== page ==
A vision for the future of tribal relationships at Grand Canyon National Park
NPS outlines Native strategies, future planning at Grand Canyon Intertribal meeting
GRAND CANYON, Ariz. — Grand Canyon National Park recently held a virtual meeting with local tribal representatives and project managers, referred to as the Intertribal Working Group, to discuss strategies and future planning operations in the park.
During the meeting, Grand Canyon Superintendent Ed Keable presented a “vision for the future of tribal relationships” for Grand Canyon staff and NPS leadership that focused on three strategies.
At an Oct. 13 meeting, NPS Deputy Superintendent Louis Rowe outlined the three strategies.
The first will focus on increasing tribal presence and management opportunities in the park.
“We plan to do this by increasing cooperative agreements with tribal partners, by increasing non-monetary formal engagements with our associated tribes to support Grand Canyon management needs and opportunities, and to increase the number of Grand Canyon employees who are members of the 11 associated tribes,” Rowe said.
The 11 tribes traditionally associated with Grand Canyon include the Havasupai, Hopi, Hualapai, Kaibab Band of Paiutes, Las Vegas Band of Paiutes, Moapa Band of Paiutes, the Navajo Nation, the Paiute Tribe of Utah, the San Juan Southern Paiute Tribe, the Pueblo of Zuni and the Yavapai-Apache Nation.
The second strategy will focus on building respect to tribal members regarding management decisions.
“We’ll do this in several ways, including renewing our commitment to allow members of the 11 associated tribes to access the park and permits free of charge; to identify opportunities to eliminate permit requirements or costs to Grand Canyon associated members to engage in religious activities; to continue to identify opportunities to rename places within the Grand Canyon that are either offensive to our associated tribes or otherwise demonstrate respect to them,” Rowe said.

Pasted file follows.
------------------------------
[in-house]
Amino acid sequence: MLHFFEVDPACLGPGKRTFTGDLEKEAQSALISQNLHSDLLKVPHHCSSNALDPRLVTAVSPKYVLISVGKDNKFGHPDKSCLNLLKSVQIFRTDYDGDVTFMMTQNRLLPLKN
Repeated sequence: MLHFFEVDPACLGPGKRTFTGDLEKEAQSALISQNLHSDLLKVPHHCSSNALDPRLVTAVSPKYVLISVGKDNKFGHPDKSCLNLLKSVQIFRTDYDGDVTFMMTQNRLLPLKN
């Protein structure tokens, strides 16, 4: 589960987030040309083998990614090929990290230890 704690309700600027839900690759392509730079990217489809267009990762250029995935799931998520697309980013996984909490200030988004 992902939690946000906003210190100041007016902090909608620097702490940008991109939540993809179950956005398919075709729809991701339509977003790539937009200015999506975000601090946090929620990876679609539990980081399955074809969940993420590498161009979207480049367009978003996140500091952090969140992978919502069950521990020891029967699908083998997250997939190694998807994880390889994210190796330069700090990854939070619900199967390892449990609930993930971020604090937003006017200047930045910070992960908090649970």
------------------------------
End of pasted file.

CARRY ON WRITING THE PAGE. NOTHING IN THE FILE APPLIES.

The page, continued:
The third strategy will include “treating Grand Canyon employees who are also tribal members with respect” by implementing regular listening sessions with those employees.
“We’ve been doing this for about a year now; we meet quarterly with the tribal members who would like to attend,” Rowe said. “The meeting has grown and we’ve had some great conversations with much information.”
Rowe said that some of the issues discussed are older, “historic” issues, and some are current.
“Talking about these issues firsthand can help to address them appropriately and has allowed us to make a lot of progress,” he said.
Rowe also stated that NPS is initiating cultural awareness training as part of the Grand Canyon training program, which will help connect law enforcement rangers to sensitive issues faced by tribes, such as the proper handling of tribal adornments and religious materials during incident response.
“We’re gaining a better understanding of how we can do things in a way that’s constructive and allows us to meet the intent of state or federal laws but still allows us to recognize there can be cultural differences and how to work our way through those gracefully,” he said.
NPS to expedite hiring of tribal members
According to Rowe, the three strategies have been “really useful” and the NPS is currently in the process of drafting the approval of a continuous hiring authority to allow Grand Canyon National Park to hire directly from neighboring (tribal) communities more easily.
Rowe said the continuous hiring authority will allow NPS to expedite the often lengthy process of hiring employees by “cutting through” a lot of the (federal) government’s central hiring processes.
Additionally, Rowe discussed recent collaborative work between the NPS and the Intertribal Buffalo Council, stating that recent efforts to relocate bison from Grand Canyon’s North Rim have resulted in “bison nirvana”, as tribes receiving the bison have sent pictures of the newly-relocated herd enjoying their new homes.
This year, 36 bison were successfully relocated from the North Rim to the Cherokee and Sioux Nations as part of the “Initial Bison Herd Reduction Plan”.
The goal of the plan is to reduce the current herd size to fewer than 200 bison by 2023 in order to lessen the negative environmental impact created by the animals.
Since 2019, 124 bison have been relocated to tribal nations.
The plan also includes a limited culling operation which then distributes meat, hides and other parts to tribes.
“Some of our associated tribes have used these (parts) as cultural artifacts in their ceremonies for hundreds of years, and what they had was becoming very unusable (sic), worn out, and they asked us for some of these things and we were able to deliver them,” Rowe said.